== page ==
Up to 70% of cancer survivors self report cognitive impairment after chemotherapy and 30% have impairment on neuropsychological testing. Survivors consistently report that this has a major impact on their quality of life and functional abilities. The mechanisms are unknown and there are no proven treatments.
Insight, a home and web-based cognitive rehabilitation programme has been successful in the management of cognitive symptoms in non-cancer populations with similar cognitive deficits, and in a pilot study in breast cancer survivors.
Our randomised controlled trial evaluates the efficacy of Insight in cancer survivors who self-report cognitive impairment following completion of potentially curative chemotherapy for solid primary tumours (excluding central nervous system malignancies).
Our primary hypothesis is that Insight will improve self reported cognitive function. Secondary hypotheses are that Insight will improve objective neuropsychological performance and will lead to: (i) improved quality of life; (ii) reduced depression and anxiety; (iii) reduced stress; (iv) reduced fatigue.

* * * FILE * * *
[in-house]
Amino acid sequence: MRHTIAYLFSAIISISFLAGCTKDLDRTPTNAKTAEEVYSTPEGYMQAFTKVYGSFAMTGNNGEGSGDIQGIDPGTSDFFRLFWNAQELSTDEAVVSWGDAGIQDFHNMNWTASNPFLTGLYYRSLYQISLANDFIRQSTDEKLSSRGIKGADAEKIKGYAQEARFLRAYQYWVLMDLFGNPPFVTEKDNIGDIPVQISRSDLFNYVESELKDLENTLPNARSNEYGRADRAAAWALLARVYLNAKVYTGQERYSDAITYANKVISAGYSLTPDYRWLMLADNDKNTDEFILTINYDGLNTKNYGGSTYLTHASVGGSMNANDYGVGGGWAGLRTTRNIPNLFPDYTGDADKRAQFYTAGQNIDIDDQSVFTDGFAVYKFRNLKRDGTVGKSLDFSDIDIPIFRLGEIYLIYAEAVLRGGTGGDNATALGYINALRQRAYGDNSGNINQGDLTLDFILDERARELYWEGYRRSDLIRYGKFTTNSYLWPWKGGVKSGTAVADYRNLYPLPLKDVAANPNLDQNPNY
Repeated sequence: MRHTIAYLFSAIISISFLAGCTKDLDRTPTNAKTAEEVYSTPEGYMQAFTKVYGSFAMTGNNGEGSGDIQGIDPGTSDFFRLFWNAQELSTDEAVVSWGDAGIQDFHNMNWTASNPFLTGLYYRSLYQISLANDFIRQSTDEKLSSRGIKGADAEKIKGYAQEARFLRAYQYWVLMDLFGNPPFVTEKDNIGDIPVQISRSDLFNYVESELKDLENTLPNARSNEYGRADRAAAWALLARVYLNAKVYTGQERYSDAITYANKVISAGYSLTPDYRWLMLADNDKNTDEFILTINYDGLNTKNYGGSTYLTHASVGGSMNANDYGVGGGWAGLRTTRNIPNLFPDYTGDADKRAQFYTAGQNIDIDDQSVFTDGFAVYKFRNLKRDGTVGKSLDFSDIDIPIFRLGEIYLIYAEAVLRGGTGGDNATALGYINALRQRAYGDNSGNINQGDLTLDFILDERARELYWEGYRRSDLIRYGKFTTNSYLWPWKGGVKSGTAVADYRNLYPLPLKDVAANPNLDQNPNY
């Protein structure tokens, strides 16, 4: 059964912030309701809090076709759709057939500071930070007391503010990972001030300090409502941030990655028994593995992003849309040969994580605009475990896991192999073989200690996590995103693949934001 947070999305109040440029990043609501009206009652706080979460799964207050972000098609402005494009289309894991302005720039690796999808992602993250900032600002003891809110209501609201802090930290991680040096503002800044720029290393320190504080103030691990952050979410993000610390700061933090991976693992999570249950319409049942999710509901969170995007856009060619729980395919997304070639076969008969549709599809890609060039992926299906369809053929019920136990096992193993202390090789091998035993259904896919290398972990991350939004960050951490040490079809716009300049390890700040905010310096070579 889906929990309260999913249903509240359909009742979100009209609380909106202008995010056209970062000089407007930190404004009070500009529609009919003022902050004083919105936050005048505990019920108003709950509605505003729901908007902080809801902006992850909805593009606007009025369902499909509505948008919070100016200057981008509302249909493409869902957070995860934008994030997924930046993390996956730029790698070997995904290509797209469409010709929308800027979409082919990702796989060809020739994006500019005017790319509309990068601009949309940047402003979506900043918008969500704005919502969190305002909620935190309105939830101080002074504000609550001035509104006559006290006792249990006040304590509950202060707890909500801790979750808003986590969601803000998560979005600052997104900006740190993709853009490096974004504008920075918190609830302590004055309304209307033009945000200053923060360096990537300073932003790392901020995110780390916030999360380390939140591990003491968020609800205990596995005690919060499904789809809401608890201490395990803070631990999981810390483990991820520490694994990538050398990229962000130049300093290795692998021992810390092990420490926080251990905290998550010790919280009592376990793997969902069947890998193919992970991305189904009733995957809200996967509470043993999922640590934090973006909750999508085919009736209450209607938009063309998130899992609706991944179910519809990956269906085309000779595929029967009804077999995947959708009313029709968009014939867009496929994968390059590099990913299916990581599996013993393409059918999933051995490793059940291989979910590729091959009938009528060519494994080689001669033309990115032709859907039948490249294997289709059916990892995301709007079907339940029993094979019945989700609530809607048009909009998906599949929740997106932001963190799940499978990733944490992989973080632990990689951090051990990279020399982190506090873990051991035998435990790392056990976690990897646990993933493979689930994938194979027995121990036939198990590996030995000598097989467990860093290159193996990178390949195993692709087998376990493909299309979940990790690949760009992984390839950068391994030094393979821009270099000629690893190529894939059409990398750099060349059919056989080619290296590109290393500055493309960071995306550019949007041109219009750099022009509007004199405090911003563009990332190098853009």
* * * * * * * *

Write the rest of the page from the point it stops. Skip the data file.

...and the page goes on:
We are recruiting cancer survivors with self reported cognitive impairment, as indicated by changes in concentration and memory on the 2-item screening test from the European Organisation for Research and Treatment of Cancer-Quality of Life Questionnaire–C30 Cognitive Functioning scale. Participants must be aged 18 years and above, have completed potentially curative chemotherapy within the last 6-60 months and have no evidence of cancer recurrence.
The intervention arm receives the 40 hour Insight programme and the control arm receives standard care. Both groups participate in a 30-minute, structured telephone consultation teaching compensatory cognitive training strategies.
Participants complete neuropsychological tests and questionnaires evaluating patient reported outcomes at baseline, post intervention and 6 months post intervention.
This is a home-based study allowing cancer survivors with access to computer and internet facilities from any location in Australia to participate. Sample size is 214, with 124 patients randomised to date.